I work with many new mothers in my counselling practice who are juggling lots of balls in the air. Some of those balls are: looking after baby, getting your career back on track, hitting the gym to regain that pre-baby body, and trying to stay connected with your partner, family and friends. While you are enjoying the balancing act at the moment, there may come a time when you start dropping some of the balls. Some of the balls are rubber – they will bounce back. Some of the balls are glass – they will break if dropped and the results can be disastrous. Getting clear on your glass balls, the areas of your life that are most important and need your care and attention, is often an area that I work on with my clients.
When you are trying to do everything, it comes at a physical, emotional and mental cost. Running on adrenalin and little sleep will eventually mean you are more stressed, irritable or sensitive than usual. Your normal resilience and flexibility will be stretched and often your relationship with your partner, your baby or yourself will start to show the cracks. In some new mums this can manifest as a perfectionism and feeling guilty that the house, or your own appearance isn’t perfect and you may start to become very critical of yourself. It can also show up as sleep or attachment issues with your baby. Babies absorb the emotions of their mothers so if you are in hyperdrive so are they!
When you have been very successful in your career and life, and full of get up and go, it’s only natural to want to continue in that way even after baby arrives. I find many women don’t want their lives to change once they are mothers, and whilst it is important to retain who you are, it’s also important to make room and space for this new expansion of your identity. Becoming a mother is a big deal, it is life changing, and you and your life will be different, whether we like it or not.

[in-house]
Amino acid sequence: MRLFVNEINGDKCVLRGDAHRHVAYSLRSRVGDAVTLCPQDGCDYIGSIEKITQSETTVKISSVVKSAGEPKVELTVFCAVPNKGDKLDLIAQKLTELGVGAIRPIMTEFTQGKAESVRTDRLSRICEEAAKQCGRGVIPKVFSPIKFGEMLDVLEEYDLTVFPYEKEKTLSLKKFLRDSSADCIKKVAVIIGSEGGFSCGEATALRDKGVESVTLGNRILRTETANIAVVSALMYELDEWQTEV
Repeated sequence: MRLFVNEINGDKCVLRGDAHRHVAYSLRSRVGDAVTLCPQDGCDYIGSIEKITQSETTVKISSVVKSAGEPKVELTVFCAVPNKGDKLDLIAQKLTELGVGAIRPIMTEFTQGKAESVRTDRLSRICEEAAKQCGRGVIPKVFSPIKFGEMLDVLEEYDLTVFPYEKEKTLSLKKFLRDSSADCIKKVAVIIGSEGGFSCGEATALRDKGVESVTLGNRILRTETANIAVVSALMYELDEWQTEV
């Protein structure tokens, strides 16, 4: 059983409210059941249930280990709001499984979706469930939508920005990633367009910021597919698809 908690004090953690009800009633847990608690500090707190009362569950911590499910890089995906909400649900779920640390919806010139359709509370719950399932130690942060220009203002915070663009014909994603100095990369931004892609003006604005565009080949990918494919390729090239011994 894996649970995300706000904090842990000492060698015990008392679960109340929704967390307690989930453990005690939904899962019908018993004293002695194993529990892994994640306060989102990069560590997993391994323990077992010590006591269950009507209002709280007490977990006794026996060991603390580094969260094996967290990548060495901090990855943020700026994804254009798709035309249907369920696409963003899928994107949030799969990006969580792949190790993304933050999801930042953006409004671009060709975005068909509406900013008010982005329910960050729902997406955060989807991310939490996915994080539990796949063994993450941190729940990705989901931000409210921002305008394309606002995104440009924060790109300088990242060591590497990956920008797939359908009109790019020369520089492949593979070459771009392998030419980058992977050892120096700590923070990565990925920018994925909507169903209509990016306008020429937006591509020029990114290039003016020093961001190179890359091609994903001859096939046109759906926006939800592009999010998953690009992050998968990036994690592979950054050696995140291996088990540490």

If you get a lot of value from achieving goals, you might find that having a baby makes it more challenging simply because you don’t have the time and energy you had pre-baby. It’s not that you have to drop all your goals, but it is recognising that there are limits to what can be achieved in a day with your health and sanity intact! At the end of the day while it’s nice to have a tidy, beautiful home, it is not more important than your sleep, your baby’s health or your relationship with your partner.
Sometimes it’s just about giving yourself permission to put the balls down for a while and look at the ones that are really important. Talking with a professional counsellor can help you re-establish yourself and your identity now that you are a mother. It’s OK not to be a superwoman, in fact it’s preferable to just be yourself rather than trying to be all things to all people. Learning to prioritise what really matters and re-organise your life accordingly takes time, attention and support. Contact me now to book a confidential appointment and to free yourself from having to be a superwoman. Let’s talk before it breaks.